A navigation button with a selector in the centre sits between keyboard and screen. This is flanked by no fewer than six buttons. On the left there's the Application Launcher, which takes you to the main screen of the Treo 650. All the applications are represented by nice, large icons. Alongside it is the Call button and a shortcut to the built in Calendar software. On the right you'll find the Menu button, which pulls down menu options in whatever application you are running at the time, the End button, and a shortcut to the Messaging software for creating texts and MMSs (emails are catered for in other software). Combined with the touch-sensitive screen, these buttons work well.
There's more good ergonomic design in the shape of a huge volume rocker and the excellent button on the top of the casing, right next to the SD card slot, which turns the ringer off. Who needs to fiddle about changing profiles when you can just flick this switch?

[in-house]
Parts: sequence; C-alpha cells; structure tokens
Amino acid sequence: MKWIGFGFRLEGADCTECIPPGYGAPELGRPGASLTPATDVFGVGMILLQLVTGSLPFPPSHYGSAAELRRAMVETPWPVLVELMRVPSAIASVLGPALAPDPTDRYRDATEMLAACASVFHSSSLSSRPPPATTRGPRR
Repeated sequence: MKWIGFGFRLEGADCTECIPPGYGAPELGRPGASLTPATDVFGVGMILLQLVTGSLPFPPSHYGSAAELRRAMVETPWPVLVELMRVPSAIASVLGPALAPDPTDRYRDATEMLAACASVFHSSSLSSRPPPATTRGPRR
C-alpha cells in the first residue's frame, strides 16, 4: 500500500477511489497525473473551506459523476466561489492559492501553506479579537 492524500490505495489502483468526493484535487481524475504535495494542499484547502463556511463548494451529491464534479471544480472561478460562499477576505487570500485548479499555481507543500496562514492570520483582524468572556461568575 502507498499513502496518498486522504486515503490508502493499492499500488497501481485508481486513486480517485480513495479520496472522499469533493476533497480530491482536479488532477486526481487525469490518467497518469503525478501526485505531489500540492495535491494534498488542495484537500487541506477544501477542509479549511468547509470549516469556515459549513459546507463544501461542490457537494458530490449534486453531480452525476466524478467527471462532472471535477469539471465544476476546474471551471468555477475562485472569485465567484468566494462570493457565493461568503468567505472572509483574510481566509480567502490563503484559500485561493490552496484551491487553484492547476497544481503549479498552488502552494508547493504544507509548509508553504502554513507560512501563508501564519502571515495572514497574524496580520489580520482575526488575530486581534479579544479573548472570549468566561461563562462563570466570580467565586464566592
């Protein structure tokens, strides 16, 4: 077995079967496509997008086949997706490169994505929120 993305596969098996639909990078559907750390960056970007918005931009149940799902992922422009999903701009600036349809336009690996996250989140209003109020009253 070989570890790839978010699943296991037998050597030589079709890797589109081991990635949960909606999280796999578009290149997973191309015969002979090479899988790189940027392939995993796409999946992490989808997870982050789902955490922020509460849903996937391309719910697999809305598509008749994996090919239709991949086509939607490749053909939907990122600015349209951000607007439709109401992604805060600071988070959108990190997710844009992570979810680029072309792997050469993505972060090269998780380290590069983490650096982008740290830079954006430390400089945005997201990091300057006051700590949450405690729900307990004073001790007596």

If you are an out-and-out multimedia or gaming fan, the Treo 650 might not be the best choice. If you have fairly modest multimedia needs and are more concerned about finding a device to use at work as well as at play, the Treo 650 could be ideal.
The Treo 650 has a camera which can take stills and capture video. However, its stills resolution is VGA (640x480), so it can't compete with the megapixel cameras of many other PDAs and camera phones. RealPlayer is built in and it makes a good job of playing MP3s, but the supplied headset has a single earbud and a 2.5mm connector, so to listen to music you'll need a converter and stereo headset. RealPlayer only plays tunes from SD cards, so you'll need to invest in one of those as well.
You'll probably need an SD card anyway, because the 21MB of internal memory is quite restrictive. The good news is that the internal memory is non-volatile, meaning your data will survive if the (removable) battery runs out.